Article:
What Are the Key Statistics for Lung Cancer?
Lung cancer is currently the deadliest type of cancer for both men and women in the United States. Up until 1987, breast cancer was the leading cause of cancer-related deaths in women. Lung cancer surpassed breast cancer that year, and it continues to be the leading cause of cancer-related deaths in women, followed by breast cancer as the second leading cause and colon cancer as the third.
It is estimated that as many as 25% of cancer deaths are attributable to lung cancer. Additionally, the overall five-year survival rate for lung cancer — 18.6% — is exceedingly low when compared to other types of cancer.
What Are the Risk Factors for Lung Cancer?
The major cause of most types of lung cancer is smoking, and it is estimated that active smoking causes 90% of lung cancer cases. According to the American Lung Association, women who smoke are 13 times more likely to develop lung cancer than someone who has never smoked, and men who smoke are 23 times more likely to develop lung cancer. Secondhand smoke is another huge risk factor that contributes to more than 7,000 lung cancer-related deaths each year.
Beyond the smoking-related cases and deaths from lung cancer, other risk factors for lung cancer includes radon exposure, which accounts for 10% of cases, occupational exposure to carcinogens, which accounts for roughly 9% to 15% of cases, and outdoor air pollution, which accounts for 1% to 2% of cases. (The combination of different types of exposure explains why these numbers add up to more than 100%.)
How Can I Prevent Lung Cancer?
The best thing you can do to prevent lung cancer is avoid smoking. Never start smoking if you have never smoked and quit as soon as possible if you already smoke. Ask for help from your physician if you feel you can’t quit on your own. Plenty of successful treatment options are available to help you quit.
Other things you can do to prevent lung cancer include avoiding secondhand smoke. Insist that people around you smoke outside and away from others and definitely urge your friends and family to quit as well. When you’re at work, secondhand smoke shouldn’t be a problem, but try to avoid other carcinogens as well.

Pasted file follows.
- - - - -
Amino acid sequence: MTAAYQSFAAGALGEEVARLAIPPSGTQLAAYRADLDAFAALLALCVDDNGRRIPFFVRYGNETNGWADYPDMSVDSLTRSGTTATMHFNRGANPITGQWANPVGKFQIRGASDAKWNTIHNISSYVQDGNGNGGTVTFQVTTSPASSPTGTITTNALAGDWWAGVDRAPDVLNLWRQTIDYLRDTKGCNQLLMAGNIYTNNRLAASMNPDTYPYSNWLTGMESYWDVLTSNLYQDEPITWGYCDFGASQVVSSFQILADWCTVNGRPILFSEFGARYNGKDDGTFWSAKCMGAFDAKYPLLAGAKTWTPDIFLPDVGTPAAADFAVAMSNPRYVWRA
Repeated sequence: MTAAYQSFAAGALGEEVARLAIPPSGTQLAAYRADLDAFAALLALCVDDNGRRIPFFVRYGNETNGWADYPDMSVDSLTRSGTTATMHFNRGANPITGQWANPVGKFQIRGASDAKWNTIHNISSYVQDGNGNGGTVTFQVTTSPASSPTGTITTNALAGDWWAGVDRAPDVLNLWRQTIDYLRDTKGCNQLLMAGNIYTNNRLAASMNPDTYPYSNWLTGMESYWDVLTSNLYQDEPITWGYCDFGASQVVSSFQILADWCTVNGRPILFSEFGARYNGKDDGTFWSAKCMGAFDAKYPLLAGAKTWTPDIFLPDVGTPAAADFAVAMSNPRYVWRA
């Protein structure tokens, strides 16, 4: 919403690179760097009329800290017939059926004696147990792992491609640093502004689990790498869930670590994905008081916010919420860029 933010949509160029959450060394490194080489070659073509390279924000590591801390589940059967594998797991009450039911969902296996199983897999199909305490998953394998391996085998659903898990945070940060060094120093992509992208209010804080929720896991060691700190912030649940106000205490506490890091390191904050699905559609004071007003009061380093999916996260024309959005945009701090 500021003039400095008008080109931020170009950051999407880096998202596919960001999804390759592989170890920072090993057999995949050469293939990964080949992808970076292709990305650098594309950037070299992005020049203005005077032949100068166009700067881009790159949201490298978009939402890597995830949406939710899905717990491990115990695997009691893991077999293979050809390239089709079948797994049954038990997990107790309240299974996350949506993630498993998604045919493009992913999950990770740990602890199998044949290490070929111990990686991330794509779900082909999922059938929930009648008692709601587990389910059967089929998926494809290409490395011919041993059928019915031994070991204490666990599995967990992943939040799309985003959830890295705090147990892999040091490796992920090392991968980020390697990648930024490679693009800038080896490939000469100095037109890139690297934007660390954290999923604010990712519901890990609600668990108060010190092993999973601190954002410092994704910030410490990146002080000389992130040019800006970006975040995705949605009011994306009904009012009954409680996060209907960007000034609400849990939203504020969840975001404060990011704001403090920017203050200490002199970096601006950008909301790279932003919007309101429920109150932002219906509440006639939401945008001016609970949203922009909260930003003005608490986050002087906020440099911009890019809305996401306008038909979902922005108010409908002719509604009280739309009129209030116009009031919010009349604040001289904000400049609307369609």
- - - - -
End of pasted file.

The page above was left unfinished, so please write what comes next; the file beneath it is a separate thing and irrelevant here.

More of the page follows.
If you’re supposed to wear personal protective equipment at work, such as a face mask, wear it. Follow Occupational Safety and Health Administration (OSHA) guidelines as well as your employer’s instructions for safety. You should also have your home tested for radon. Radon exposure is the second leading cause of non-smoking related lung cancer cases. Finally, exercise regularly to keep your lungs strong and improve lung function.
What Are the Symptoms of Lung Cancer?
There are two distinct types of lung cancer: non-small cell lung cancer and small cell lung cancer. However, the symptoms are very much alike. Early symptoms include shortness of breath, wheezing, lingering cough, coughing up blood, loss of appetite or weight loss, unexplained fatigue and chest pain that worsens when you cough or laugh.
As the cancer spreads, symptoms may change with the development of tumors. Symptoms of worsening stages of lung cancer may include pain in the neck or collarbone (lymph node pain); pain in the ribs, back or hips (bone pain); headaches and dizziness; and yellowing of the eyes or skin (jaundice). Tumors can also cause swelling of the neck, face, arms and upper chest.
Are There Any Treatment Options for Lung Cancer?
Treatment options depend on what stage of lung cancer you are diagnosed with and what type of lung cancer you have, non-small cell or small cell. Generally speaking, all types of therapies could include some combination of surgery to remove all or part of a lung as well as chemotherapy and radiation. It’s a good idea to get a second opinion regarding type and stage before beginning any type of treatment.
Because treatment is highly invasive, you want to make sure the diagnosis is completely correct before you begin any procedure. Small cell lung cancer is much more serious than non-small cell lung cancer, so your physician may not recommend any type of treatment if the cancer is too advanced.